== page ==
8 Top-Rated Tourist Attractions in Tabarka, Tunisia

While foreign tourists flock to Djerba, Hammamet, and Sousse for their sand-and-sea vacations, Tabarka is many local Tunisian's beach resort of choice.

The rocky coast, with its sandy beaches and crystal-clear water (a paradise for anglers), and the densely-forested, hilly hinterland make this a popular tourist center. Visitors will also find a selection of hotels and other accommodation options.

As well as the many sandy attractions in the area, Tabarka is a well-placed base to delve into North Tunisia's many star attractions and things to do, with the Roman sites of Dougga and Bulla Regia both within easy day-trip distance if you feel the need to drag yourself off the beach for some historic sightseeing.

Learn about more places to visit with our list of the top tourist attractions in Tabarka, Tunisia.

1. Tabarka's Beaches

Sunset at the beach in Tabarka

Tunisian families flock to the shores surrounding Tabarka for sun-and-sand vacations, but the beaches along this stretch of coastline remain well under the radar of most foreign visitors.

During the summer months, the sandy strip fronting Tabarka town itself fills up with locals enjoying a day at the beach.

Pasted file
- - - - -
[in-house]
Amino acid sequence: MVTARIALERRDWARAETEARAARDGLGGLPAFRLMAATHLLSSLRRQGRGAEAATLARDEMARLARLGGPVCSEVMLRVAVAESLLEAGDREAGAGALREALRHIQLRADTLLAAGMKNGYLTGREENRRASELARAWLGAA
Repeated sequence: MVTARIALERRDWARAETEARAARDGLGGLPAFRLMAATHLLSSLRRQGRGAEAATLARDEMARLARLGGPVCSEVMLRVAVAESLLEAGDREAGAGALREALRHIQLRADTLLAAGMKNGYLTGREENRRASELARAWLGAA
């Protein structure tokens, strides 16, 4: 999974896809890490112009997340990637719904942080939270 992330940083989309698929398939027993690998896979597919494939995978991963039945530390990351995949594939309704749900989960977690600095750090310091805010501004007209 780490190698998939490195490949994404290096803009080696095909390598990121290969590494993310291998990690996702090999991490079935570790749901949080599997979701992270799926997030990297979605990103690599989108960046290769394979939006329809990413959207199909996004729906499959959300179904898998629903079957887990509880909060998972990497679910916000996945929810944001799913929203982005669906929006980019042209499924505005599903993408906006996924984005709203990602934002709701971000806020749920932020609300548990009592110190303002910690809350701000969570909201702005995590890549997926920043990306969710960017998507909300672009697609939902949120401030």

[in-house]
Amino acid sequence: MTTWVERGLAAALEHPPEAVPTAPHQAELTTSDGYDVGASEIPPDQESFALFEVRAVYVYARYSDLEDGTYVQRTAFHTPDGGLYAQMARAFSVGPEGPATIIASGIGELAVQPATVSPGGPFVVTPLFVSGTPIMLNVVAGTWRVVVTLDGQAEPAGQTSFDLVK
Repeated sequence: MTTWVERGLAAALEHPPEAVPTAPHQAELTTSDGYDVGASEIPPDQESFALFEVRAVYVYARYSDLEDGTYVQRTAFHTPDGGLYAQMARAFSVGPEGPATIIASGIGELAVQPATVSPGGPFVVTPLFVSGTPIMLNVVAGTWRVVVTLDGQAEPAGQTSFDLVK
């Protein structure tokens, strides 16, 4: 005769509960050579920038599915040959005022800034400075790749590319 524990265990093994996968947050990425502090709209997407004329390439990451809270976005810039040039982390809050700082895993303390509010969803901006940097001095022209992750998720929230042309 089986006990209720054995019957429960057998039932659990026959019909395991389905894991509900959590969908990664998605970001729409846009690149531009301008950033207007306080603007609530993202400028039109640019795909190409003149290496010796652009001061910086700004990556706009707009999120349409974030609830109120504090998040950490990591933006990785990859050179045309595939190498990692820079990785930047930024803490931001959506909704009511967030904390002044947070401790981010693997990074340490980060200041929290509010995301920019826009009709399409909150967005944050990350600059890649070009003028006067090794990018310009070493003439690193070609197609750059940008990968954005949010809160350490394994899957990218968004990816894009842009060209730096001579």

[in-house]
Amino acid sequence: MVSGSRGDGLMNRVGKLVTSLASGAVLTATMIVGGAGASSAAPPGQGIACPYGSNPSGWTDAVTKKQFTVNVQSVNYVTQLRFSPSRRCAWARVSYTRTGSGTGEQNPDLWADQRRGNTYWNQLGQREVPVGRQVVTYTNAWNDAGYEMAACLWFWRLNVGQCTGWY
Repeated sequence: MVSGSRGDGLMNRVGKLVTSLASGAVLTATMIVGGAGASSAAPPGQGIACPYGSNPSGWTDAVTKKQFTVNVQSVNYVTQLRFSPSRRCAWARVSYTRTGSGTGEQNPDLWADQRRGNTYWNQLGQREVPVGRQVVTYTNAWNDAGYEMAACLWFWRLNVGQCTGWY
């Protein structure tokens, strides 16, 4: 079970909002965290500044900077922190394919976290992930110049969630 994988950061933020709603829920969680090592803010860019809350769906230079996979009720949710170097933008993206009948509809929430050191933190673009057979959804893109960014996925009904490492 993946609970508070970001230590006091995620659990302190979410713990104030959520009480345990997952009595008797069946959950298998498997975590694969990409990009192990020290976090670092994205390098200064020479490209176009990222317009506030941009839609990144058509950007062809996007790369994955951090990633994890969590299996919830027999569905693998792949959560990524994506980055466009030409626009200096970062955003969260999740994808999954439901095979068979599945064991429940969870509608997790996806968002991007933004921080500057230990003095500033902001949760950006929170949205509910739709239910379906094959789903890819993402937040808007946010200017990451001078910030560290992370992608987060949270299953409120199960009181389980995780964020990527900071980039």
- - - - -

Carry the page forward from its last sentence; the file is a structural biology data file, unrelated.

Heading east from central Tabarka is the main resort area, where a long strip of yellow-sand beach, as good as anything other Tunisian beach towns can offer, is backed by resorts.

Farther east (12 kilometers from central Tabarka) is the wide, long yellow-sand stretch of Barkoukech Beach, which is so large, it never feels busy.

The very eastern end of this stretch of shoreline, where the Oued El Zouara (El Zouara River) empties into the sea, is called Zwaraa Beach. In summer, this is a popular spot with local campers and outdoor enthusiasts, who come here to kayak on the river, as well as to soak up the sand, sun, and sea.

In season, Zwaraa Beach has decent facilities, with sun loungers and shades for rent, as well as a restaurant and campground.

For more secluded beach days, check out the shorefront west of town – heading towards the Algerian border. Along this stretch of coast, you'll find many shingle beaches, where visitors are few even during high season weekends.

2. Tabarka Genoese Fort

Tabarka's Genoese Fort

Within Tabarka town itself, there are few tourist attractions. The major landmark and point of interest is the Genoese Fort, which sits on an island just offshore from the center.

The remains of the fort are scanty, but a trip here - across the 400-meter causeway that links it to the mainland - is worthwhile for the excellent coastal views.

The fort dates back to the mid-16th century, when Tabarka came under the rule of the Genoese, but also incorporates some later fortifications built by the Ottomans.